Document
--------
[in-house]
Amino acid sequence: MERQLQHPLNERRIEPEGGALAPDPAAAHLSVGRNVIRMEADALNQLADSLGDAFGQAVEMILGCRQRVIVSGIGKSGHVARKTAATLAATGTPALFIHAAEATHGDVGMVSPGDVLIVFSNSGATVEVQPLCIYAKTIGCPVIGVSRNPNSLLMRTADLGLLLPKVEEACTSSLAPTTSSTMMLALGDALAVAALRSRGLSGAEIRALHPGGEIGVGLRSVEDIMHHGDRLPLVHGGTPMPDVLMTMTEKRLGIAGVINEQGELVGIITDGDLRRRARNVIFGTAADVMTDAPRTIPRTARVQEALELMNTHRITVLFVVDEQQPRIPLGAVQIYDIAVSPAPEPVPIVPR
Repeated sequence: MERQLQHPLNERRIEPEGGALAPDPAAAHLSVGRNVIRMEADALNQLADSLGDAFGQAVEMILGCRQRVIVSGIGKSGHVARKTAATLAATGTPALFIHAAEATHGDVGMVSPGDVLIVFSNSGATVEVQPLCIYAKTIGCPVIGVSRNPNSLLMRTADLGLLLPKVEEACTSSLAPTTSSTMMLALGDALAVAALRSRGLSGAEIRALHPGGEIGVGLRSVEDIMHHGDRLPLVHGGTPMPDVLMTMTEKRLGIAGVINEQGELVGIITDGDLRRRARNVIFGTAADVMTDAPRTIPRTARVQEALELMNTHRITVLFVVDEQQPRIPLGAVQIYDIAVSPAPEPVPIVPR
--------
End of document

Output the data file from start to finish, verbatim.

[in-house]
Amino acid sequence: MERQLQHPLNERRIEPEGGALAPDPAAAHLSVGRNVIRMEADALNQLADSLGDAFGQAVEMILGCRQRVIVSGIGKSGHVARKTAATLAATGTPALFIHAAEATHGDVGMVSPGDVLIVFSNSGATVEVQPLCIYAKTIGCPVIGVSRNPNSLLMRTADLGLLLPKVEEACTSSLAPTTSSTMMLALGDALAVAALRSRGLSGAEIRALHPGGEIGVGLRSVEDIMHHGDRLPLVHGGTPMPDVLMTMTEKRLGIAGVINEQGELVGIITDGDLRRRARNVIFGTAADVMTDAPRTIPRTARVQEALELMNTHRITVLFVVDEQQPRIPLGAVQIYDIAVSPAPEPVPIVPR
Repeated sequence: MERQLQHPLNERRIEPEGGALAPDPAAAHLSVGRNVIRMEADALNQLADSLGDAFGQAVEMILGCRQRVIVSGIGKSGHVARKTAATLAATGTPALFIHAAEATHGDVGMVSPGDVLIVFSNSGATVEVQPLCIYAKTIGCPVIGVSRNPNSLLMRTADLGLLLPKVEEACTSSLAPTTSSTMMLALGDALAVAALRSRGLSGAEIRALHPGGEIGVGLRSVEDIMHHGDRLPLVHGGTPMPDVLMTMTEKRLGIAGVINEQGELVGIITDGDLRRRARNVIFGTAADVMTDAPRTIPRTARVQEALELMNTHRITVLFVVDEQQPRIPLGAVQIYDIAVSPAPEPVPIVPR